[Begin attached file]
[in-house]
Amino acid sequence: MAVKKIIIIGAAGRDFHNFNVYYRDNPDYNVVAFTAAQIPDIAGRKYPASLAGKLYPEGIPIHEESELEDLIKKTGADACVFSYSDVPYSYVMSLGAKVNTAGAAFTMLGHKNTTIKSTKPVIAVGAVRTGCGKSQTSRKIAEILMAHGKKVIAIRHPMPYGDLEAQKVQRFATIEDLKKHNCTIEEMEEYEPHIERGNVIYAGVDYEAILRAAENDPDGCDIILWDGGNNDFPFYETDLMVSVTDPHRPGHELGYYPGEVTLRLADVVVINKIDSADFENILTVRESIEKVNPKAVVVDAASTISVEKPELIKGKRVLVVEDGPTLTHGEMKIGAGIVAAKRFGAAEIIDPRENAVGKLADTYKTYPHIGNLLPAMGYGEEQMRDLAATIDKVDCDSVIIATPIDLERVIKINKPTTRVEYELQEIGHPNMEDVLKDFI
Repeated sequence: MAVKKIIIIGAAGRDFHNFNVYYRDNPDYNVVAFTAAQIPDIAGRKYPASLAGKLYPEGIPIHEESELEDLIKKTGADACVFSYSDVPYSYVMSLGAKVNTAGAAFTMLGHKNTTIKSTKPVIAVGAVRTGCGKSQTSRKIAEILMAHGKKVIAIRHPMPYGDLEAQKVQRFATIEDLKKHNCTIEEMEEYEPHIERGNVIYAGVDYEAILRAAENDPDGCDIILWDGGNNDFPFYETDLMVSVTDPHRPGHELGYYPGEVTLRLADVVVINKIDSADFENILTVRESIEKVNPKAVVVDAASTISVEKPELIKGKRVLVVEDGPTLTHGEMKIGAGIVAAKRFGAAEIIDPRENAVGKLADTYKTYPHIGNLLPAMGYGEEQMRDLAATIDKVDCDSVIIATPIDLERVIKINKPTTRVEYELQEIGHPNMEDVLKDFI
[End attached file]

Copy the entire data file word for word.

[in-house]
Amino acid sequence: MAVKKIIIIGAAGRDFHNFNVYYRDNPDYNVVAFTAAQIPDIAGRKYPASLAGKLYPEGIPIHEESELEDLIKKTGADACVFSYSDVPYSYVMSLGAKVNTAGAAFTMLGHKNTTIKSTKPVIAVGAVRTGCGKSQTSRKIAEILMAHGKKVIAIRHPMPYGDLEAQKVQRFATIEDLKKHNCTIEEMEEYEPHIERGNVIYAGVDYEAILRAAENDPDGCDIILWDGGNNDFPFYETDLMVSVTDPHRPGHELGYYPGEVTLRLADVVVINKIDSADFENILTVRESIEKVNPKAVVVDAASTISVEKPELIKGKRVLVVEDGPTLTHGEMKIGAGIVAAKRFGAAEIIDPRENAVGKLADTYKTYPHIGNLLPAMGYGEEQMRDLAATIDKVDCDSVIIATPIDLERVIKINKPTTRVEYELQEIGHPNMEDVLKDFI
Repeated sequence: MAVKKIIIIGAAGRDFHNFNVYYRDNPDYNVVAFTAAQIPDIAGRKYPASLAGKLYPEGIPIHEESELEDLIKKTGADACVFSYSDVPYSYVMSLGAKVNTAGAAFTMLGHKNTTIKSTKPVIAVGAVRTGCGKSQTSRKIAEILMAHGKKVIAIRHPMPYGDLEAQKVQRFATIEDLKKHNCTIEEMEEYEPHIERGNVIYAGVDYEAILRAAENDPDGCDIILWDGGNNDFPFYETDLMVSVTDPHRPGHELGYYPGEVTLRLADVVVINKIDSADFENILTVRESIEKVNPKAVVVDAASTISVEKPELIKGKRVLVVEDGPTLTHGEMKIGAGIVAAKRFGAAEIIDPRENAVGKLADTYKTYPHIGNLLPAMGYGEEQMRDLAATIDKVDCDSVIIATPIDLERVIKINKPTTRVEYELQEIGHPNMEDVLKDFI